|Title: ||The Separation of powers in the WTO: how to avoid judicial activism|
|Authors: ||Bartels, Lorand|
|Issue Date: ||17-Jan-2008|
|Publisher: ||Cambridge University Press|
|Citation: ||Lorand Bartels (2004). THE SEPARATION OF POWERS IN THE WTO: HOW TO AVOID JUDICIAL ACTIVISM. International and Comparative Law Quarterly, 53, pp 861-895|
|Abstract: ||As with other legal systems based on a separation of powers, the World Trade Organization is marked by a degree of tension between its political organs and its quasi-judicial organs, in particular the Appellate Body. In late 2000 this tension spilled out into the public domain, when the Appellate Body announced a procedure for the filing of amicus curiae briefs in the EC-Asbestos case.1 The question of public participation in WTO dispute settlement proceedings is sensitive to many WTO Members, and in expressly encouraging the submission of amicus briefs in this way the Appellate Body was felt to be overstepping its functions.2 In the end, this dispute settled with a draw, the Appellate Body deciding that it had no need to consider any of the amicus briefs submitted in that particular case, and yet still maintaining that panels and the Appellate Body have the right to take unsolicited amicus briefs into account, should they so choose.|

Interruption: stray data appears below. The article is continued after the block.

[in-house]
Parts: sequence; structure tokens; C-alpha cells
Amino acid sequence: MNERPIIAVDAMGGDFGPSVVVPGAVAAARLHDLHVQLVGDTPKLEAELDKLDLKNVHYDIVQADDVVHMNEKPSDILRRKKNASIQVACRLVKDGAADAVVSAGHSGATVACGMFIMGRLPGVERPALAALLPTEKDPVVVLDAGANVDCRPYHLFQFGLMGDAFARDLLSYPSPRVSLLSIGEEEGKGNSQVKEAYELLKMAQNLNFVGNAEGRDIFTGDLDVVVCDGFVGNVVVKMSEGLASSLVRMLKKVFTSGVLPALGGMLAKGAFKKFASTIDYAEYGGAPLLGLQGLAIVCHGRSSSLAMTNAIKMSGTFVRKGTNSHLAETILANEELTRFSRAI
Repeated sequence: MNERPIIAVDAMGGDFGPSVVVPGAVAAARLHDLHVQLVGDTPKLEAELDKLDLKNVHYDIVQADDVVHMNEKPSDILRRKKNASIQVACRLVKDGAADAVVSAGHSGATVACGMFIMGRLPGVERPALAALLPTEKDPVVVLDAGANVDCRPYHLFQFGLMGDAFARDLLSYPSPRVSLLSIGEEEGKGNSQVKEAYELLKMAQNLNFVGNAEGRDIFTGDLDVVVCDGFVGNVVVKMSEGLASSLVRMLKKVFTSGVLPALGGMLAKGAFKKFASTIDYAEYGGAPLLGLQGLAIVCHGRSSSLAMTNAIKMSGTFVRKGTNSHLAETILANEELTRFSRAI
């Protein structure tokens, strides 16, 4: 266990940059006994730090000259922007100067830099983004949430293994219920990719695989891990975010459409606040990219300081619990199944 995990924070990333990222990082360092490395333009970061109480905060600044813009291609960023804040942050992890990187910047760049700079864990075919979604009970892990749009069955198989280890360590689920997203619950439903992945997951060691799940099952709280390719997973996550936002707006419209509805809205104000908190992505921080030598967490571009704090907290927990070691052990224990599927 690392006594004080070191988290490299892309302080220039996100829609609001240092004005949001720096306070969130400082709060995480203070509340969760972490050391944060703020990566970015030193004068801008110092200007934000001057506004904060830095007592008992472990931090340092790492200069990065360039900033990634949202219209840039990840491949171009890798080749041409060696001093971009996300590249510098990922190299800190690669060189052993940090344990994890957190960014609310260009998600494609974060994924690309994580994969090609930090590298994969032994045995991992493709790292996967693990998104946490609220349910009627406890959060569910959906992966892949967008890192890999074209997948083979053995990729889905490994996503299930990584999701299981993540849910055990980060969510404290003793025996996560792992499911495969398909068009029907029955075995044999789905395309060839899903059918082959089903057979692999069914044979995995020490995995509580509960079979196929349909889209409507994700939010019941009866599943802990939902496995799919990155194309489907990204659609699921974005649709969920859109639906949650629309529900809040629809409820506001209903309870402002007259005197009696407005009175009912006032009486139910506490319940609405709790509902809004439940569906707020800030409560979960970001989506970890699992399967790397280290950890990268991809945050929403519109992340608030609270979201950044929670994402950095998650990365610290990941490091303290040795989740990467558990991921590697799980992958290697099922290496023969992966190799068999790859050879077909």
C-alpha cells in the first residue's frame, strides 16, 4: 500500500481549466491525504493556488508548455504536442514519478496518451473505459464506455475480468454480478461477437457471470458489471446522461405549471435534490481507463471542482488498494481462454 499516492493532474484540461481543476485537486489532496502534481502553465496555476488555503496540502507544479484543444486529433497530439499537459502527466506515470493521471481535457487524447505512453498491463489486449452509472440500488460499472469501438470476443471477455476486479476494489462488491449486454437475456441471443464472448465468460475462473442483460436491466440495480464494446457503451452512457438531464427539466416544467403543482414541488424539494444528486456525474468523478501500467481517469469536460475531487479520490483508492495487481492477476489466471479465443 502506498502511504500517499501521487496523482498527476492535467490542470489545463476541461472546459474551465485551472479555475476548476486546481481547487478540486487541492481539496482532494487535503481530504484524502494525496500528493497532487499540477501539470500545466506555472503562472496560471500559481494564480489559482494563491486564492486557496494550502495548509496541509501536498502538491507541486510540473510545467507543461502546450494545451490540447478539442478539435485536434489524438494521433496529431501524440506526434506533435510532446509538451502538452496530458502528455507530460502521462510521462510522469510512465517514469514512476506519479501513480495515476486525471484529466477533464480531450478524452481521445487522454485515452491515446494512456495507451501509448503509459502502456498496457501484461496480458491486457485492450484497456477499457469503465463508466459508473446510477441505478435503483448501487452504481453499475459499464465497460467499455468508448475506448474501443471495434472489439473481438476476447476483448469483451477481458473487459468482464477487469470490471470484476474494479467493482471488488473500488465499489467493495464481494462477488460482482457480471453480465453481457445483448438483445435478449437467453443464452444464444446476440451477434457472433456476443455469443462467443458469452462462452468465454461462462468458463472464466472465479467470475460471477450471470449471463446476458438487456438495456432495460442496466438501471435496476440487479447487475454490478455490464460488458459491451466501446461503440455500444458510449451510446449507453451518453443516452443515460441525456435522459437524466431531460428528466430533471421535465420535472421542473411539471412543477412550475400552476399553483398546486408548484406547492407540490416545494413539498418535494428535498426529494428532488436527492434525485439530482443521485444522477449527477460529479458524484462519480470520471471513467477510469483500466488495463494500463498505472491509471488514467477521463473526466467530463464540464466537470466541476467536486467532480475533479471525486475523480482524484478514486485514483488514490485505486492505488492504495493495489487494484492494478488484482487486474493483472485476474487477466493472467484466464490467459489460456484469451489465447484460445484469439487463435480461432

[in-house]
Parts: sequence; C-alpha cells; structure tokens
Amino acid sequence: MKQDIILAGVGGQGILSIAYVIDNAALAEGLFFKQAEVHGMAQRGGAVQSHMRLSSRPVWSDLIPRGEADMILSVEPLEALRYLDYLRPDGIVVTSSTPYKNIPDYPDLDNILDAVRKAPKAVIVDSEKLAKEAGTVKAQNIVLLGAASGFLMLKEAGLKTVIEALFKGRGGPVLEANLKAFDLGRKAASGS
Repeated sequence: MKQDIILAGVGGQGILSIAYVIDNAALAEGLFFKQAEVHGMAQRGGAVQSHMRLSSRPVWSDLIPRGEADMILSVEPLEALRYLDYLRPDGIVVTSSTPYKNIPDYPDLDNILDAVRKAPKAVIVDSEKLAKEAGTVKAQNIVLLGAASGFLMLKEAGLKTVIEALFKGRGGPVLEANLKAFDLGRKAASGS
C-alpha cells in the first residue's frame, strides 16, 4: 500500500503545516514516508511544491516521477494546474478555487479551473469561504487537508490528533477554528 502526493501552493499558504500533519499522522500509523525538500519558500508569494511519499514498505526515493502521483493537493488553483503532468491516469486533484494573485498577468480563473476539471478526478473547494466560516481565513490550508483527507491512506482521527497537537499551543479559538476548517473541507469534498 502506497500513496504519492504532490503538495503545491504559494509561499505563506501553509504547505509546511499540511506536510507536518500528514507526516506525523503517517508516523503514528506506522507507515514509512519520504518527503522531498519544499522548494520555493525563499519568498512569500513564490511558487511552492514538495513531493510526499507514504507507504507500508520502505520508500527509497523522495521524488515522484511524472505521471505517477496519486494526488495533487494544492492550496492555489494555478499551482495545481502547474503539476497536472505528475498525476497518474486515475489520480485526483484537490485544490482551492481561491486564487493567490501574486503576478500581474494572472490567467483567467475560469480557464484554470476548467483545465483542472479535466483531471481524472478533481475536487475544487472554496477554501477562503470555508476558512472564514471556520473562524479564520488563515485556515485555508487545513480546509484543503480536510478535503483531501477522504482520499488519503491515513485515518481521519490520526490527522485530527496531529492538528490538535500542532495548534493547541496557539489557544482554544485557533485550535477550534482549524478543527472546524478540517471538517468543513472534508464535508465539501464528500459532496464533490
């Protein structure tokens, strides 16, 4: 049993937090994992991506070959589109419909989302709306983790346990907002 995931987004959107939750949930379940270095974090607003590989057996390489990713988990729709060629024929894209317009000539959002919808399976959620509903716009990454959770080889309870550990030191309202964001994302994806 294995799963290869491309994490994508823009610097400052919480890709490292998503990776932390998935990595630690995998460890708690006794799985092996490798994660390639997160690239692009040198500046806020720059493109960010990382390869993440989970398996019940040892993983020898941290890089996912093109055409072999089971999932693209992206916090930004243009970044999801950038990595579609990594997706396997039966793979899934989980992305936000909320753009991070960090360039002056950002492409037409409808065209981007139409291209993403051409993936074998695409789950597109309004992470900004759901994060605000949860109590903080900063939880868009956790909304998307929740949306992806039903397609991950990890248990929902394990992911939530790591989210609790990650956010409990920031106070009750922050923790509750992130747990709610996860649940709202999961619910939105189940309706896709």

|Appears in Collections:||Scholarly works - Law|
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